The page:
Michael U. Mbanaso and Chima J. Korieh
Most states in African––as in other parts of the world––have one or more minority groups, which include people who belong to national, ethnic, religious, or linguistic minority groups. The issues of land, economic, and cultural globalization alongside the increasing tendency toward homogeneity amongst the dominant populations are emblematic of the treatment of minorities in many states. The tendency for the dominant population to marginalize minorities within their national boundaries has frequently led to conflict and strife. Minority groups and indigenous people often face discrimination and human rights abuses with little effective protection from the law. The emergence of nations and nation-state after over half a century of colonial control by European nations brought the issue of rights to national self-determination to the fore and sharpened the human rights problems of minority groups. The development policies pursued by states often paid little attention to the rights of minorities and indigenous peoples. Often perceived as hegemonic, minorities have responded to the policies formulated by the dominant groups often with little success for achieving inclusion. In some cases, counter hegemonic reactions and responses have led to conflicts and further suppression of minority rights.
This book explores the various facets of the relationship between minorities and the state across Africa. The motivation for this collection lies in the growing need to understand the often tenuous relationship between minorities and the state. Through this collection, the editors and contributors present thoughtful ways for understanding forms of hegemony imposed by dominant groups in relational, national, and regional experiences. The book offers alternative conceptual and theoretical approaches and alternative research strategies for dealing with minority/majority issues, as well as resource control in historical and contemporary perspectives. This interdisciplinary framework draws into dialogue critical theories in the humanities and social sciences and brings together the discourses of scholars, policy makers, and activists whose experiences have led them to face forms of hegemonic control within the state. The relevance of minorities in state structures, issues of identity, human rights, and race as broadly conceived concepts, would serve well in informing new theories in this era of globalization.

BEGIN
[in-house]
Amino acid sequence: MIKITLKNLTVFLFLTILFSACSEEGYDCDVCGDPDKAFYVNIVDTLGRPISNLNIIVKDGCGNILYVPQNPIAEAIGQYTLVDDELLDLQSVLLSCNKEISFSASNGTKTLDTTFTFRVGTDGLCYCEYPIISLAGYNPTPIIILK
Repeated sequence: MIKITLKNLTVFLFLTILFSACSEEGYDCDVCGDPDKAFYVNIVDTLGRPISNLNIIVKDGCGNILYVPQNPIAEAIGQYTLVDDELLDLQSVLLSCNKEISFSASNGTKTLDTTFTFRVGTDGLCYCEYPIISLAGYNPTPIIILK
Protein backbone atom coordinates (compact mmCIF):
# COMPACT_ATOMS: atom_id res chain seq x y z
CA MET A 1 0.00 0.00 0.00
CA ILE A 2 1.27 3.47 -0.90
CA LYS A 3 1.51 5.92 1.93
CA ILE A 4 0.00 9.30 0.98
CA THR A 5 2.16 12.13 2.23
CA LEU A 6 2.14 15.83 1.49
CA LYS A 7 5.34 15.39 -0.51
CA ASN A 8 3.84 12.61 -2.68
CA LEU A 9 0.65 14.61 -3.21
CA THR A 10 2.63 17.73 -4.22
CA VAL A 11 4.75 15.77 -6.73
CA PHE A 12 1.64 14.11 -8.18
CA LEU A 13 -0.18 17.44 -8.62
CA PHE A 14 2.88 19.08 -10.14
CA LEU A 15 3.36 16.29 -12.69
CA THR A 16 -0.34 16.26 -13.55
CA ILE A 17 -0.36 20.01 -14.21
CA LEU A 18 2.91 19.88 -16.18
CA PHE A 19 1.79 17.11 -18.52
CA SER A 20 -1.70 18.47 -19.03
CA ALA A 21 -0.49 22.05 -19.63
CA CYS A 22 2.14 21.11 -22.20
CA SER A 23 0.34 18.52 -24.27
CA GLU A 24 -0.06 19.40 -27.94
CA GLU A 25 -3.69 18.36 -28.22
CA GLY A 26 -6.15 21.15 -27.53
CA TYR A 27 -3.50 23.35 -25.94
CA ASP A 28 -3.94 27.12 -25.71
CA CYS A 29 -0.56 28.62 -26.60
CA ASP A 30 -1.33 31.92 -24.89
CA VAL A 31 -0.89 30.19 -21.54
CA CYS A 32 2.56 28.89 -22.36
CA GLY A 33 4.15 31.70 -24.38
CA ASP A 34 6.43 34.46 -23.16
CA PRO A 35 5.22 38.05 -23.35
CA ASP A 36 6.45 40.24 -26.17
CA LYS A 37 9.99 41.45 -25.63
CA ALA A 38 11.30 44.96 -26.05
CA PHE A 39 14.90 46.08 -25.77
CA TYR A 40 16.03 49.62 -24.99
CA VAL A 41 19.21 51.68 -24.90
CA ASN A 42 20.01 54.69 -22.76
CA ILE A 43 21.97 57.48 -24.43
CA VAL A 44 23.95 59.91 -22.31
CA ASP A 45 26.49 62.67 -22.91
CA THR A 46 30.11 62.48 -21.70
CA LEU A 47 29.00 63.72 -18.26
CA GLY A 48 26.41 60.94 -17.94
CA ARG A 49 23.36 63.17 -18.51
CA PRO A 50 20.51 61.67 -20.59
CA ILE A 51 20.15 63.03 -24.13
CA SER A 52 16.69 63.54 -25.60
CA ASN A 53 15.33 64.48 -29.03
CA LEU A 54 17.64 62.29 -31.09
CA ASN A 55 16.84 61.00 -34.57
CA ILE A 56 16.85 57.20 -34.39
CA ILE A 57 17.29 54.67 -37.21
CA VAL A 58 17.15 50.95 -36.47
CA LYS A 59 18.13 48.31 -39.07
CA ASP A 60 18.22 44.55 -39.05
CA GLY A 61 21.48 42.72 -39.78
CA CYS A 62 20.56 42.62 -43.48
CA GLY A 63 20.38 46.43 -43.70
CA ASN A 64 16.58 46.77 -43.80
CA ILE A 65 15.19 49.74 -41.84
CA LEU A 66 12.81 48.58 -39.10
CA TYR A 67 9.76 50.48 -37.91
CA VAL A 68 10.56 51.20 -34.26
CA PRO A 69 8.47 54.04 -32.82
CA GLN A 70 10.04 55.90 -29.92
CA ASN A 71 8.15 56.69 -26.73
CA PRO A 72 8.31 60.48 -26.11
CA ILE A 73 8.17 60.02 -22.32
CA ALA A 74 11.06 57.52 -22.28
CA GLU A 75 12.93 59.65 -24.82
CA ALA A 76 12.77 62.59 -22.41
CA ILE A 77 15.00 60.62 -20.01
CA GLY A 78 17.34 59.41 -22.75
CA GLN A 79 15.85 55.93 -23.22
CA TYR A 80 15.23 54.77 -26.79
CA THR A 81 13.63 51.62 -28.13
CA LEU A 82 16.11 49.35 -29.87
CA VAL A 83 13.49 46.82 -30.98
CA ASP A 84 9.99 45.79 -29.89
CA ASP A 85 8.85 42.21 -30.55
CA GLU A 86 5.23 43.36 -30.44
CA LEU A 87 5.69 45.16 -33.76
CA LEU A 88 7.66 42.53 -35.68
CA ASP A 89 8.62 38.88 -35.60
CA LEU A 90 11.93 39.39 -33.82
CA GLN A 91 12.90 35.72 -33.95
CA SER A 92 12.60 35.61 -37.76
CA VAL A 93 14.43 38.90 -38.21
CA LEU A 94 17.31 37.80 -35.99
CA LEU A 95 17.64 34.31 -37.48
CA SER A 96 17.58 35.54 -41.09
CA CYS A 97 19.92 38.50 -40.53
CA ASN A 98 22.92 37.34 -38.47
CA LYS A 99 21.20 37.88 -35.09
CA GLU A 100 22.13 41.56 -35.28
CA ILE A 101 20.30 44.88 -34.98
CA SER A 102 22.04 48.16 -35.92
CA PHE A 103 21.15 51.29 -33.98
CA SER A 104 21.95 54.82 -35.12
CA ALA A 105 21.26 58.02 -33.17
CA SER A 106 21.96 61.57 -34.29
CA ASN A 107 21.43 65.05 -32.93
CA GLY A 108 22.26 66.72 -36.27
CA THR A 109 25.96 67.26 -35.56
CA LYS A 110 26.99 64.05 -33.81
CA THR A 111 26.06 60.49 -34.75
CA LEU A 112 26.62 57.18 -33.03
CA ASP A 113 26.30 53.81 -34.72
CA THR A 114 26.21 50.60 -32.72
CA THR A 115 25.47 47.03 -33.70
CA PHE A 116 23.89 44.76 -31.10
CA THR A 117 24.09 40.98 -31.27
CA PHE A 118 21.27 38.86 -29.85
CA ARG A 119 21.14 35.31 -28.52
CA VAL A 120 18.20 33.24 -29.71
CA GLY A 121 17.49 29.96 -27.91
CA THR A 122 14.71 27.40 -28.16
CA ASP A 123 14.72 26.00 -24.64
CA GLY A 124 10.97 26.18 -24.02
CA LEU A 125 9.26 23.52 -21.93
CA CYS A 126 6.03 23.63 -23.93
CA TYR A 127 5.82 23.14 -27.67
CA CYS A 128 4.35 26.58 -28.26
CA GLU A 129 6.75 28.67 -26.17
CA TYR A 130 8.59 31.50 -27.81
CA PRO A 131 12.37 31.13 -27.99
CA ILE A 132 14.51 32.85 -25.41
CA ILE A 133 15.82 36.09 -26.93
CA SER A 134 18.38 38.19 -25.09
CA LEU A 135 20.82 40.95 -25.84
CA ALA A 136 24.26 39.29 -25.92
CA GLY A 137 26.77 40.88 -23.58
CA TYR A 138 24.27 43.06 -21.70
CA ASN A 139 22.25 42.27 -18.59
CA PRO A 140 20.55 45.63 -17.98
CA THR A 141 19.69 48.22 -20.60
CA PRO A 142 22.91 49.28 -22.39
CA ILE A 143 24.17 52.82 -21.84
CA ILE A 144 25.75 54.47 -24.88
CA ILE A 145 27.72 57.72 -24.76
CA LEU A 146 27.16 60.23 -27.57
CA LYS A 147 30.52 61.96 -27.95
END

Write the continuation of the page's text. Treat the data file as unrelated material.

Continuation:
This volume consists of a set of nested themes that present minorities issues as fluid, contested, and under continues transformation, especially when examined within the larger context of a globalized human right agenda. The collection focuses on minority issues in contemporary Africa from a historical perspective, but also links these issues to global movements (such as international human rights) in an innovative manner. This book employs a cross-regional approach to explore specific issues in minority-state relations and human rights. This unprecedented approach holds the potential of serving as a foundation study for future research that seek to employ a comparative approach to specific issues in minority and human rights studies.
Minorities and the State in Africa is an important book for all interested in the study of ethnic, minority, and human rights issues in Africa. Furthermore, the international appeal of the subjects treated in Minorities and the State in Africa cannot be doubted. This book is also timely considering the fast-growing importance of human rights and minority issues in the academic world.
Joseph M. McCulloch and Luther C. Kloth
This most complete resource is back in a full-color, thoroughly revised, updated, and significantly expanded 4th Edition that incorporates all of the many scientific and technological advances that are changing the scope of practice in this multidisciplinary field. Learned authors Joseph McCulloch and Luther Kloth have gathered world renown experts in wound management to present a comprehensive text that is evidence based, clinically focused and practical. Responding to the ever-changing field of wound management, the 4th Edition is far from a simple update; it is virtually a brand-new text. The committed and respected teams of authors and contributors have broadened the scope of this text and expanded it from 14 to 35 chapters.